Wednesday, August 16, 2017

Arduino based 8 servo modules with frog polarization Loconet

ClubNCaldes has developed a new Loconet module to manage switches, based of course in Arduino. Our previous version (see this old post) was using a simple sensor shield that manages servo motors connected directly to Arduino PWM pins. It's been working with no problems, but we noticed some servos glitched a little bit from time to time. Probably it was because no external power source was used to feed the servo motors, and it was taking the 5v power directly from the Arduino.

Then new module and firmware uses an specific servo shield with its own PWM generator, and communicates through I2C bus, so the rest of the pins are free to use. It has an external 5Vcc connector to use a separate power source for servos. The result is a smother servo movement with no glitches or interference.

Here you have the instructions to build your own module:


PCA9685 I2C 16-Channel 12-bit PWM/Servo Drive shield For Arduino
You can find it in ebay for less than 5€.

1 x Relay board
There are 1, 2, 4, 6 or 8 channel optoisolated relay boards for arduino. Take the one you need according to the number of servos and switches you want to manage.

Dupont cable female - female
This is used to connect the relay board to the servo board.

Servo motors
In ebay you can also find cheap TowerPro 9G servos, enough to manage a N or H0 scale switch.

Servo mounting bracket
My favorite way to fix servos under the table is with aluminium servo brackets from Hobby King.

Arduino UNO
Standard Arduino, you can also use NANO or MEGA version, but the provided firmware has been only tested with UNO VERSION.

Loconet Shield (GCA185)
This is always needed in any Loconet module implemented in Arduino, you can make your own or buy a GCA185 board to Peter Giling (see Rocrail page).


Just put Servo shield on top of Loconet shield, and that last one on top of Arduino UNO.
Upload the SVLoco8ServoRelay sketch to Arduno UNO board. You can download it from:


You have to feed the servo shield with a 5Vcc power source, be careful to respect the polarity shown in the board when connecting. Servos and relays are connected to the servo shield pins as indicated in the following photo. The servo connected to pin 0 uses the relay connected to pin 8, and so on:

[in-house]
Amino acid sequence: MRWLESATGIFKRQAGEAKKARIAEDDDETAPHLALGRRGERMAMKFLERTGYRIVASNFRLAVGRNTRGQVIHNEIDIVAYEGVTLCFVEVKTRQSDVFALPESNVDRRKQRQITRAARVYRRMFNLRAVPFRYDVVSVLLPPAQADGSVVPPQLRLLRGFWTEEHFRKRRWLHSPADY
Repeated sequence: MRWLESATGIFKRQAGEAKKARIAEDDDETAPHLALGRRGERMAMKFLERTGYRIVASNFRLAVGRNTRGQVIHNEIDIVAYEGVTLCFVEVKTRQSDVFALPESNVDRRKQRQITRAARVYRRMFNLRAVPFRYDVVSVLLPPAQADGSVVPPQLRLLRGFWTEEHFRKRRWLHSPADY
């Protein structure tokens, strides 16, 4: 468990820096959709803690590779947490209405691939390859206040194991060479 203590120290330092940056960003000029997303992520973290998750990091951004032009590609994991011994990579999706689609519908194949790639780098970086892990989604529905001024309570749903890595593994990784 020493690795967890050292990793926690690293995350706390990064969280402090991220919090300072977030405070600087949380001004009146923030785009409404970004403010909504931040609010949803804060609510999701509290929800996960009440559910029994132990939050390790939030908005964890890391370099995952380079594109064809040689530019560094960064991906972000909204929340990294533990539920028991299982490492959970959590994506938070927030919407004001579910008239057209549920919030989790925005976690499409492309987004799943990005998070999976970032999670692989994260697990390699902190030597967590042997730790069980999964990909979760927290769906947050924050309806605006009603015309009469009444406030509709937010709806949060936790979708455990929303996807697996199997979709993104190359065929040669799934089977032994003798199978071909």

Keep in mind these pins on the servo shield are independent of the pins on the Arduino board. Only Arduino pins 0 and 1 are used for debugging purposes, and Arduino pins 7 and 8 communicate with the Loconet shield. The rest of Arduino pins are free to use, so you can change the firmware if you like.


Programming and adjusting is done from Rocrail as in the previous version. (NOTE: a new version using standard CV programming is planned to be released soon). Access to GCA50 configuration in Rocrail menu:

Pressing the query button it should appear the connected servo module. By default, it will have the address 81/1:

Selecting your module, you can change its Low and Sub addresses from the General tab (two modules cannot have the same Low and Sub addresses). Be careful, the RESET button of this screen will reset ALL modules connected to you Loconet network, not only the selected one:

Then you can access the Easy Setup tab, here you assign an output number to each of the 8 servos (left part of the screen marked in red), and a number to the input that tells to the sofware when a servo motor has finished its movement (servo feedback signal). Normally, the same number is assigned as in Loconet inputs and outputs do not share the same range of numbers. Set up the screen as in the following image:

To adjust the servos go to the last tab named "Servo":

Each of the ports (1 to 8) select one of the 8 servos that can be connected. When pressing the Get button it will read the configuration:

Pos1: one of the positions of the servo, with a value from 1 to 127 (1=0º, 127=180º)
Pos2: second position of the servo, with a value from 1 to 127 (1=0º, 127=180º)
V: Speed of movement from 0 (slow) to 5 (fast)

The SET button will overwrite the values and servo will move to POS1, wait one second, and will move back to POS2 so you can visually check the adjustment.

I recommend you to first set Pos1 and Pos2 values to 63. This will center the servo. Then mount the servo in place, and bit by bit reduce the value of Pos1 and increment the value of Pos2 until archive the desired servo movement.